People stroll around The Labyrinth at the Canadian Mental Health Association Grey Bruce’s Food Forest Thursday morning during an official opening and ribbon-cutting event for the new contemplative space, which is at St. George’s Park just off the 10th Street East hill in Owen Sound. Denis Langlois/The Owen Sound Sun Times/Post Media Network
Denis Langlois / Denis Langlois/The Sun Times/Post Media Network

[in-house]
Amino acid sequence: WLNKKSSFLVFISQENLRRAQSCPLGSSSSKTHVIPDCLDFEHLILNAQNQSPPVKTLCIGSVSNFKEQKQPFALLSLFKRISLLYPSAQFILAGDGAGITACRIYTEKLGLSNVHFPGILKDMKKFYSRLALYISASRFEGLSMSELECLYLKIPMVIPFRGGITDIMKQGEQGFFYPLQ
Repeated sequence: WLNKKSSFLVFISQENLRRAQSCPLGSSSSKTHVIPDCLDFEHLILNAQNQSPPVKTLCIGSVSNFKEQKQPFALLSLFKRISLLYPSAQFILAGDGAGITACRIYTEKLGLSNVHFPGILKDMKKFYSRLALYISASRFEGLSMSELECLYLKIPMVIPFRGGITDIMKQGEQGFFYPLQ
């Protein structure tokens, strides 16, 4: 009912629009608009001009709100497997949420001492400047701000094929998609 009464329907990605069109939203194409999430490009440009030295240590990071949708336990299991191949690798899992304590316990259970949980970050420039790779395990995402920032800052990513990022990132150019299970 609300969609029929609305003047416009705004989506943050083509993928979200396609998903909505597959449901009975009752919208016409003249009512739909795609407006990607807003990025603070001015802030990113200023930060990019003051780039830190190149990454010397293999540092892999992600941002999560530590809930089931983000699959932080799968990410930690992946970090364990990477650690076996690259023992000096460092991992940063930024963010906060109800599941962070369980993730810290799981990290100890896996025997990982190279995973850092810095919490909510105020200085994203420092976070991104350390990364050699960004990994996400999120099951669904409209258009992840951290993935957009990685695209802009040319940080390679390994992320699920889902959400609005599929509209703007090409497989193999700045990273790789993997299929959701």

Slowly and quietly walking the meandering single path of a labyrinth has long been considered a spiritual exercise that many believe has the power to calm and clarify the mind.“There’s really an important difference between a maze and a labyrinth. A maze is constructed to confuse. In a maze, you get lost.“A labyrinth is constructed to soothe. And in a labyrinth, you find your way. You find clarity,” Clark MacFarlane, CEO of Canadian Mental Health Association Grey Bruce Mental Health & Addiction Services, said Thursday during an official opening event for the organization’s labyrinth.He said the circular space, located within the CMHA Fresh Roots Food Forest & Gardens in Owen Sound, is a “wonderful community resource” to help people to “find their way.”Thomas Dean, who designed the labyrinth, said he hopes people who walk along its plant-lined pathway will achieve a feeling of restoration.“It’s a space for quiet meditation, contemplation, healing,” he said.The local CMHA received city approval and began work three years ago to create its community food forest at St. George’s Park, just off the 10th Street East hill.The site now includes a large, fenced-in area where fruits, vegetables, herbs and other plants grow in raised beds.Each Saturday, the gates to the gardens are opened from 10 a.m. to 1 p.m. so the community can venture inside to harvest food.Work on the labyrinth began as a new phase of the project last year, Dean said.The food forest and gardens initiative has been fuelled by a $100,000 grant from the Aviva Community Fund, which the local CMHA won in 2016 as part of a contest that included a crucial online voting component.Dean said more than 30 contractors, gardeners and other volunteers have worked together to bring the labyrinth plan to fruition.He came up with a four-circuit medieval design with a total path length of nearly 100 metres.People enter under a large wooden arbour and can rest on several benches on the outside of the labyrinth.Inside, the path is lined with multiple types of plants, including lavender, echinacea, sage, strawberry, cedar and catmint.The centre of the labyrinth is bordered by tall bunches of hardy switch grass.About 50 people attended Thursday’s ribbon-cutting event. It rained just before the start of the 11 a.m. event and poured about an hour after it concluded. But the weather was calm and overcast during the ceremony.Teresa Pearson, program manager at CMHA Grey Bruce, said like most gardens, the food forest site continues to be a work in progress.There are plans to add an outdoor art component, she said, as well as a memorial forest and live wall garden.She said she is thrilled with the way the labyrinth turned out.“It’s beautiful and I’m sure Thomas will always be fine-tuning it,” she said.Dean added, “It will never stop. It’s really a living thing.”Labyrinths, a term originating from ancient Greece, have been found on Cretan coins dating back to 450 BC. They have been found in many cultures and locations since then.There are more than 150 labyrinths in Ontario, according to the Labyrinth Community Network. They are located in parks, hospitals, jails, wading pools, forests, cemeteries, retreat centres and private gardens.The CMHA labyrinth, along with the nearby Owen Sound Peace Labyrinth at Georgian Shores United Church, are both on that list.The volunteer group behind the latter project, which was headed by the late Marg Capel, won a 2006 YMCA peace medallion.